You may use any blueberry jam for this recipe (I salvaged mine by soaking the jars in scalding hot water).  You might even get wild and crazy and try using another variety of jam.  If you create your own version, please let me know how it turns out!

Combine dry goods and set aside:

3 1/2 cups of whole oats

1 cup of high fiber cereal

1/4 teaspoon ground cardamom

Combine in a large pot and boil for two minutes:

¼ cup butter (or vegan substitute)

1 cup blueberry jam

Blueberry Bars Remove from heat, stir in dry ingredients. Line a 9” x 13” cookie sheet (preferably one with low sides) with parchment paper. Pour mixture onto center of parchment paper; let cool for a few moments until safe to touch. With wet hands (prevents sticking), press mixture to evenly cover parchment paper. Refrigerate for 30 minutes or until firm. Lift parchment paper and set on large cutting board. Cut mixture into 16 granola bars. Line each bar with parchment and refrigerate or freeze for storage. Enjoy!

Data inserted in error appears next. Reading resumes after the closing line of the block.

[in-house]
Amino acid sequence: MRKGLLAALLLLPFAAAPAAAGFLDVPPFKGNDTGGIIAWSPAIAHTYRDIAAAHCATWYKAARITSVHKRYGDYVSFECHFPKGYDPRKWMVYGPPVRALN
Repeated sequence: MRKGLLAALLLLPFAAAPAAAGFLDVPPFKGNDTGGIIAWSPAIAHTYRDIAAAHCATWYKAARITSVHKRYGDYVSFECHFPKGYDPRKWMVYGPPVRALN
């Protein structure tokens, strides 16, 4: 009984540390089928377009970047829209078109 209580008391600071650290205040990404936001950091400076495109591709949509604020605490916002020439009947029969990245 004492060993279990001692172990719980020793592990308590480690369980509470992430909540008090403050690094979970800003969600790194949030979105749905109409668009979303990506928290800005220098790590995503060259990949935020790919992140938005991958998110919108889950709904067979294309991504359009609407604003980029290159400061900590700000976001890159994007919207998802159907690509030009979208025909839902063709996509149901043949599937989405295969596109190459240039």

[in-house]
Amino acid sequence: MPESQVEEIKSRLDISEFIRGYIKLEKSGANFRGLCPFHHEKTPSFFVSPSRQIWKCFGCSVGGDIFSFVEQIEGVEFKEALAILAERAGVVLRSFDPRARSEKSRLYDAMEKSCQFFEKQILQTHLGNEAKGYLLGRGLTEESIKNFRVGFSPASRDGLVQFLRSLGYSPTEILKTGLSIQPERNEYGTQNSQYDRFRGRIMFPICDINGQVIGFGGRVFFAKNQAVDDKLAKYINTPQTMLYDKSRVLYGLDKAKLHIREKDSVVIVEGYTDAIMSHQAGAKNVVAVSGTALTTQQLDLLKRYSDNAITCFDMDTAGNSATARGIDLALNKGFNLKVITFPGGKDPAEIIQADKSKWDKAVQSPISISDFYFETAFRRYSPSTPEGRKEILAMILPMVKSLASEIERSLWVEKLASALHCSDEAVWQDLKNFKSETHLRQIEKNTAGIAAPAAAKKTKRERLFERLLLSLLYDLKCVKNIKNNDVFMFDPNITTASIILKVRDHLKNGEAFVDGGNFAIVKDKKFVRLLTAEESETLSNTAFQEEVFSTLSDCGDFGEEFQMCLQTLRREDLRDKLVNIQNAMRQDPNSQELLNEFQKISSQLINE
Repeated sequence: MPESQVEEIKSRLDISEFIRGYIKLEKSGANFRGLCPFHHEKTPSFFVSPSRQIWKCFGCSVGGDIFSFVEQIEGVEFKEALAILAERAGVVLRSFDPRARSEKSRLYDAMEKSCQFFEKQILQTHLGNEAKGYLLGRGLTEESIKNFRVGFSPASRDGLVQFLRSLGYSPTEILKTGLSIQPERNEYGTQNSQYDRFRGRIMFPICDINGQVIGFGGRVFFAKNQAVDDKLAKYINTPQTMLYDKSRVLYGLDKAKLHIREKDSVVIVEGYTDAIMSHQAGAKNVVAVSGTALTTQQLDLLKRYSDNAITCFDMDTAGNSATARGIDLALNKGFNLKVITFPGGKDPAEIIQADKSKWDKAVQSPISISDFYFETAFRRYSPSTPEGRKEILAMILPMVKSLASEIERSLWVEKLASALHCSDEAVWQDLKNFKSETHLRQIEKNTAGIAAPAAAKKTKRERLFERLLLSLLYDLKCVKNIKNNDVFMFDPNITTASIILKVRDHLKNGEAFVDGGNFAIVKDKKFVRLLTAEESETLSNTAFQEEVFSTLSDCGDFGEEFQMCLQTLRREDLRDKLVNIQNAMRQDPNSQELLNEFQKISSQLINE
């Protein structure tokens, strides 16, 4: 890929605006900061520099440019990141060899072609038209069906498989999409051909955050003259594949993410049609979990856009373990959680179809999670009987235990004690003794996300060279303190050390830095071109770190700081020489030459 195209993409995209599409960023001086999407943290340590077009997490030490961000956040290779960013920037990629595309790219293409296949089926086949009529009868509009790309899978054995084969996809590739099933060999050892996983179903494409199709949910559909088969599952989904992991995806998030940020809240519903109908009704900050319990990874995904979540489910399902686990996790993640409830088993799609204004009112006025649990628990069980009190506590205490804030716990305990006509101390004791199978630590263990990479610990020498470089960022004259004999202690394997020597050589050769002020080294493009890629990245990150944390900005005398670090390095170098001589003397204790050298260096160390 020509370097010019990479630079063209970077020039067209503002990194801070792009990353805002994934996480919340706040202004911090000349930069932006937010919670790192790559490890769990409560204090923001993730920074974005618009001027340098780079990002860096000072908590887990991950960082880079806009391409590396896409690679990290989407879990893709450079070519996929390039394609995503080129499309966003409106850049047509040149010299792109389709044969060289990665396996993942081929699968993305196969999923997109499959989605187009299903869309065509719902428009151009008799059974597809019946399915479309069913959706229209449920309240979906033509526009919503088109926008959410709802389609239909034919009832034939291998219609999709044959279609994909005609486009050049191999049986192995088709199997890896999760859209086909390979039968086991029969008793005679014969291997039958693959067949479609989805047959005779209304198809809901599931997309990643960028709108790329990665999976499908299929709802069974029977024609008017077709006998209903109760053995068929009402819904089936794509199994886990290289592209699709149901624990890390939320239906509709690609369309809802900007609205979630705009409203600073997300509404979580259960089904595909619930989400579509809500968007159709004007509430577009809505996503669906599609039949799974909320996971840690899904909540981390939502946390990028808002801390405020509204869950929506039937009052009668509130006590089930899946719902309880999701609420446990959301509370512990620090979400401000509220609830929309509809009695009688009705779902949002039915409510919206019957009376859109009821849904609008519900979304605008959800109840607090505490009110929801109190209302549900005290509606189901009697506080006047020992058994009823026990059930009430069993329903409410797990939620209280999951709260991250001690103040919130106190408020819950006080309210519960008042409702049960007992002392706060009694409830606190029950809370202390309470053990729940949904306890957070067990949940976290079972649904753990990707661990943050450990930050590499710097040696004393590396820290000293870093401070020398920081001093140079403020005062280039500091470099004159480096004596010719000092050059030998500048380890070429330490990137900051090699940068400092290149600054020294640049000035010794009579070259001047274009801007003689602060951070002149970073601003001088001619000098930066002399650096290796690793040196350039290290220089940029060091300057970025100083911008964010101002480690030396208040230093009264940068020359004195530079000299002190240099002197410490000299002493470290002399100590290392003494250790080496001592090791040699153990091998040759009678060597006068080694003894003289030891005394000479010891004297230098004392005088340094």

No-Bake Granola Bars, Version III: Peanut Butter Chocolate Chip 

Combine dry goods and set aside:

3 cups of whole oats

¾ cup of high fiber cereal (any variety will suffice)

1 cup of chopped pretzels (if you like salt) or crispie rice cereal (if you don’t)

Combine in a large pot and boil for two minutes:

¼ cup butter (or vegan substitute)

½ cup natural peanut butter

¼ cup brown sugar

½ cup honey (or maple syrup as a vegan substitute)

Peanut Butter Chocolate Chip Bars  Remove from heat, stir in dry ingredients. Line a 9” x 13” cookie sheet (preferably one with low sides) with parchment paper. Pour mixture onto center of parchment paper; let cool for a few moments until safe to touch. With wet hands (prevents sticking), press mixture to evenly cover parchment paper.

Then, press mini chocolate chips into the top of the granola bars (I used two tablespoons; use more if you don’t mind the sugar, or don’t use them at all). Refrigerate for 30 minutes or until firm. Lift parchment paper and set on large cutting board. Cut mixture into 16 granola bars. Line each bar with parchment and refrigerate or freeze for storage. Enjoy!

Zucchini Chips